Even at the farthest reaches of ancillary jurisdiction, we have not allowed district courts to consider claims so distinct as here from the underlying basis for federal jurisdiction. For example, in Grimes v. Chrysler Motors Corp., 565 F.2d 841 (2 Cir. 1977), the district court had taken over supervision of the distribution of settlement money. Upon a challenge to the court's jurisdiction to do so, we affirmed, but on the ground that such supervision was ancillary to the court's approval of the settlement itself. Id. at 844. No such close relationship was present in the instant case. The Bank's conduct in not "rolling over" the certificate of deposit from 1971 to 1976 and in not paying out the accumulated interest raises questions unrelated to the court's judgment that the Authority did not breach its contract with Manway and Damar. The district court plainly is foreclosed from considering such unrelated state claims unless there is an independent basis for federal jurisdiction.
In fairness to the district court, Fed. R. Civ. P. 70 at first blush may be thought to provide a jurisdictional basis for the contempt proceedings against the Bank because the court was merely taking steps to enforce its original judgment.3 It is axiomatic, however, that "these rules shall not be construed to extend ... the jurisdiction of the United States district courts...." Fed. R. Civ. P. 82; e.g., Owen Equipment & Erection Co. v. Kroger, 437 U.S. 365, 370 (1978). Even though Rule 70 provides for the enforcement of the specific terms of a judgment,4 the Federal Rules as such simply do not create a basis for federal jurisdiction over the Authority's independent, unrelated claims against the Bank. Georgia Central Credit Union v. Martin G.M.C. Trucks, 622 F.2d 137, 139 (5 Cir. 1980) (court of appeals affirmed district court's dismissal for lack of subject matter jurisdiction, including district court's holding that Rule 70 does not confer jurisdiction).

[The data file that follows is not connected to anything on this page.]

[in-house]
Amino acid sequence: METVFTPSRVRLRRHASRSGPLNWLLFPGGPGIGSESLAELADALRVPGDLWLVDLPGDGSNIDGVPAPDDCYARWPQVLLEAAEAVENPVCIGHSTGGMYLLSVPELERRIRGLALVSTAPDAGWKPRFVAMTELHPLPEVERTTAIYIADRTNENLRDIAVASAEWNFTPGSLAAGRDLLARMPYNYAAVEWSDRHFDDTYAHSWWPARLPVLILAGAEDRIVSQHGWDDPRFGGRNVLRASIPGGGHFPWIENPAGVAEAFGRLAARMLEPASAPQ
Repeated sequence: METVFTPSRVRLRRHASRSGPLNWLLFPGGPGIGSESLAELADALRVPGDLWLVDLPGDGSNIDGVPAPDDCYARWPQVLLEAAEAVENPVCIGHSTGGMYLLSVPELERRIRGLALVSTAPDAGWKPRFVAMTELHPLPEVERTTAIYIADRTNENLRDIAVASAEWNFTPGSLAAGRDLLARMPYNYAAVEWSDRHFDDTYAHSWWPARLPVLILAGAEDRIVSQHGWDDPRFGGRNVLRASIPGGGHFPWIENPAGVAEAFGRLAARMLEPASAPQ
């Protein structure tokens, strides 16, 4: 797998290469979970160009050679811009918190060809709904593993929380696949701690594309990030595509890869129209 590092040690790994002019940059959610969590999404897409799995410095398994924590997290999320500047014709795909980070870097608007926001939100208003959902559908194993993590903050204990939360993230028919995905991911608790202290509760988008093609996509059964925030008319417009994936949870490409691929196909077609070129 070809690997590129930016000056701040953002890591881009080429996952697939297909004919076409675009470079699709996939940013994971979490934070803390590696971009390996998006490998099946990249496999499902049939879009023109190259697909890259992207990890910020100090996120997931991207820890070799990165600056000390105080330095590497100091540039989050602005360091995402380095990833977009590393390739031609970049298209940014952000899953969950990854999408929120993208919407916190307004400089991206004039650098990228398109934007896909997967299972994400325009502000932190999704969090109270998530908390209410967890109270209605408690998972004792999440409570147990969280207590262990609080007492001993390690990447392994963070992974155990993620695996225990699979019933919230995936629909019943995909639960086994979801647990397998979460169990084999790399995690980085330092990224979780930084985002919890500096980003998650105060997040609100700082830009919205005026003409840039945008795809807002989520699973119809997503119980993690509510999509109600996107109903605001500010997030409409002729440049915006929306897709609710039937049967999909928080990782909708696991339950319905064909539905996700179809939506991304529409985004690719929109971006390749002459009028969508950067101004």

We hold that the district court lacked subject matter jurisdiction over the Authority's claims against the Bank and the contempt order must be vacated.
Pursuant to Conn.Gen.Stat. § 52-329 (1981)
Examples of the limited role of a garnishee are legion in other aspects of federal practice: the citizenship of a "mere garnishee" is immaterial to the maintenance of a diversity action in a federal court, Bacon v. Rives, 106 U.S. 99, 104 (1892); joinder of a garnishee in a petition for removal to a federal court is not required under 28 U.S.C. § 1441 (1976), although all other defendants must be so joined, 1A Moore's Federal Practice p 0.167 [12.-2] (1982); a garnishee cannot petition for removal, although all other named defendants have that right. Id
Indeed the district court, in its conclusions of law, stated that Rule 70 provided the basis for its jurisdiction over the Authority's claims against the Bank
Fed. R. Civ. P. 70, in relevant part, provides:
"If a judgment directs a party to execute a conveyance of land or to deliver deeds or other documents or to perform any other specific act and the party fails to comply within the time specified, the court may direct the act to be done at the cost of the disobedient party .... The court may also in proper cases adjudge the party in contempt...."